Numerous studies have found various different antigenic proteins of T. gondii and the gene sequences of these have also been determined.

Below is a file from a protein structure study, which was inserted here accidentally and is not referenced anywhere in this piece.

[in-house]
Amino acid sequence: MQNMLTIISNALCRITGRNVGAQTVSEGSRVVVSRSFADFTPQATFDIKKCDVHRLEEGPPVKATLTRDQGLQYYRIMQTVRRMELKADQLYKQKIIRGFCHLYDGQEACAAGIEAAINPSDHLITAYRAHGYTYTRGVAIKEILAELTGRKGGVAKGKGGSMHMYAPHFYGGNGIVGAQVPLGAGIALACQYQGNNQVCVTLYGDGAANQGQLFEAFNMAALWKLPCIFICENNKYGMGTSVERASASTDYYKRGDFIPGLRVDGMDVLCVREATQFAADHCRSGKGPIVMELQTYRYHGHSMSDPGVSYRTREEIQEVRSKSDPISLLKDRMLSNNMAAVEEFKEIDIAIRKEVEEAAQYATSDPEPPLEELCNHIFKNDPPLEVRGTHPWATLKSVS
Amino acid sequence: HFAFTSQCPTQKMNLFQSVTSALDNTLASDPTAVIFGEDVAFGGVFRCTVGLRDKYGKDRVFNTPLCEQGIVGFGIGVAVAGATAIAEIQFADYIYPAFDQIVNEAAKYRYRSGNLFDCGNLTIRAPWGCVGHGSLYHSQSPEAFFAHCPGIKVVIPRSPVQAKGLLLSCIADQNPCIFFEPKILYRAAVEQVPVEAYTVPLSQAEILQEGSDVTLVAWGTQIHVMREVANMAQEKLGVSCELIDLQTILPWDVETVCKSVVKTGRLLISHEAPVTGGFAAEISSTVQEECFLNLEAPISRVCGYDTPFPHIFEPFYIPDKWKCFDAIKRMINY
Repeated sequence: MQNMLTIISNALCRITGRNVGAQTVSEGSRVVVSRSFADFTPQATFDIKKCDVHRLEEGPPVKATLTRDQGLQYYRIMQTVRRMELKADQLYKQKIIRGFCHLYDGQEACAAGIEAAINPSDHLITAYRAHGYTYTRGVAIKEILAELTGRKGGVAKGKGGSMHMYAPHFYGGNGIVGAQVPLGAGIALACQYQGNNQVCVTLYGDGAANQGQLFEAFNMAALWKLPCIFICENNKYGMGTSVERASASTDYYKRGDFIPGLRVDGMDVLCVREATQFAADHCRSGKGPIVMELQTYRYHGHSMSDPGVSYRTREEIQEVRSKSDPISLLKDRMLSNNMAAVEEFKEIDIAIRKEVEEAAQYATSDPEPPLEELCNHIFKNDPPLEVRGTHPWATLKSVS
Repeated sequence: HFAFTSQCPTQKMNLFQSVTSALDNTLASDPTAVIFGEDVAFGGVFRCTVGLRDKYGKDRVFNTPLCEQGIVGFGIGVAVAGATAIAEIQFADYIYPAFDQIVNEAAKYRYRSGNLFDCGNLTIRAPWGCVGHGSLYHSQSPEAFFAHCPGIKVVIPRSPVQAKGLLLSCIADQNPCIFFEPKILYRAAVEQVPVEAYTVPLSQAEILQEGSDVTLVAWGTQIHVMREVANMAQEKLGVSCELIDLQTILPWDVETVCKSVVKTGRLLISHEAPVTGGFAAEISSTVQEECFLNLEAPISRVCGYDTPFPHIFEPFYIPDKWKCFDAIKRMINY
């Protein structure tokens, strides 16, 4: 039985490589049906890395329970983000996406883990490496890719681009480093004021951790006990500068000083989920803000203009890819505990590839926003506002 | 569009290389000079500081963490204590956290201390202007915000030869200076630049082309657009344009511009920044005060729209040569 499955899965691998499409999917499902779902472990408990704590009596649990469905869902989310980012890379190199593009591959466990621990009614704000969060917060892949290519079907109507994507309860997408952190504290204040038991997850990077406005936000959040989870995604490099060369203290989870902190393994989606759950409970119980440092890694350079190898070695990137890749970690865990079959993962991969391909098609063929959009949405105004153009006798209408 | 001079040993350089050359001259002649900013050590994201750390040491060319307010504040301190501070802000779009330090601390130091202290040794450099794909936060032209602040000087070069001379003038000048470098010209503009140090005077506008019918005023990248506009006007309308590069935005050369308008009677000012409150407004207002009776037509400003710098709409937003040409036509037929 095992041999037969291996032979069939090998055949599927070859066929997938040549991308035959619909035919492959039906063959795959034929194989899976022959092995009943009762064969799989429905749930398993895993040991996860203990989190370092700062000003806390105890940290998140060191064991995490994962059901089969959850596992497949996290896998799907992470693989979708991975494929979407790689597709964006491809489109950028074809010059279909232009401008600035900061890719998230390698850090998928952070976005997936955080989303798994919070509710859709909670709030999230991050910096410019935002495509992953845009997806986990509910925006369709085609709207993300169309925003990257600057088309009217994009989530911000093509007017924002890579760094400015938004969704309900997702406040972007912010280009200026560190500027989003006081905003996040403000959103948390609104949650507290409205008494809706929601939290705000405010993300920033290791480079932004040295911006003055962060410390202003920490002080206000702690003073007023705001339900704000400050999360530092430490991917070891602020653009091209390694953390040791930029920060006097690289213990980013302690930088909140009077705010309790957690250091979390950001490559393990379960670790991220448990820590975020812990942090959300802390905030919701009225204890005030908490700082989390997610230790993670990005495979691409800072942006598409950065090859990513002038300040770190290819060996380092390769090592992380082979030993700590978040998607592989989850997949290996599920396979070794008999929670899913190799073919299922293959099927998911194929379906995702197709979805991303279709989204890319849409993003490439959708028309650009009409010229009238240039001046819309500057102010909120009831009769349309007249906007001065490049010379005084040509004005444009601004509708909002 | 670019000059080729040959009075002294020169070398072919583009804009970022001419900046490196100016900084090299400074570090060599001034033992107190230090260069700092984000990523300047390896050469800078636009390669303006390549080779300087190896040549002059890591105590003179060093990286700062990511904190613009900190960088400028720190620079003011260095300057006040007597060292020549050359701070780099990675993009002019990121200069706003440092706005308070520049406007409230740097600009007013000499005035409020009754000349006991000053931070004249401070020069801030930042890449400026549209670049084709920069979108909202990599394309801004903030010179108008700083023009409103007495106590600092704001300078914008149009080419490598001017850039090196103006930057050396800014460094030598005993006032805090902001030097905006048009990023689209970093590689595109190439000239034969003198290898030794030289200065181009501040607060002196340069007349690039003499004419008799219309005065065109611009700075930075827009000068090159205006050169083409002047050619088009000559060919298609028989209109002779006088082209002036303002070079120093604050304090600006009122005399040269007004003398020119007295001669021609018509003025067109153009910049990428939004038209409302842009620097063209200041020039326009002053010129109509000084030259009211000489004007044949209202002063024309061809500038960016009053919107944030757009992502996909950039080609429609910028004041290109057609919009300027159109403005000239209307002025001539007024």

Among the most interesting proteins both for diagnostic and therapeutic purposes, in the form of vaccines, we should mention: the microneme proteins (WO 03/080839, Kenton S. r. l.; Beghetto et al., The Journal of Infectious Diseases, 2005, 191:637-645; Beghetto et al, International Journal for Parasitology, 2003, 33:163-173); the surface antigens SAG1 (or P30) (WO 89/08700, Stanford University; WO 89/12683 Pasteur, INSERM; WO 94/17813, WO 96/02654, Transgene, bioMeriéux; EP 0 724 016, WO 99/61906, U.S. Pat. No. 5,962,654, Harning et al., Clinical and Diagnostic Laboratory Immunology, May 1996, 355-357) and SAG2 (or P22) (Parmley et al., 1992, J. Clin. Microbiol. 30, 1127-33); the dense granule proteins GRA1 (or P24) (EP 0 301 961, Pasteur, INSERM; WO 89/05658, Transgene, Cesbron-Delauw, et al., 1989 P.N.A.S. USA 86, 7537-41), GRA2 (or P28) (WO 93/25689, INSERM, Pasteur; U.S. Pat. No. 5,633,139, U.S. Pat. No. 5,665,542, U.S. Pat. No. 5,686,575, Res. Inst. Palo Alto; Prince et al., Mol. Biochem. Parasitol., 34 3-14), GRA4 (Mevelec et al., Mol. Biochem. Parasitol 56, 227-38), GRA6 (or P32) (FR 2,702,491, INSERM, Pasteur; Lecordier al., Mol. Biochem. Parasitol. 70, 85-94), GRA7 (WO 99/61906, Abbott; Jacobs et al., Mol. Biochem. Parasitol. 91, 237-49) and GRA3 (Robben et al. 2002, J. Biol. Chem. 277, 17544-47): the rhoptry antigens ROP1 (or P66) (U.S. Pat. No. 5,976,553, U. Leland; EP 0 431 541, Innogenetics) and ROP2 (or P54) (Sharma et al., J. Immunol., 131, 377-83).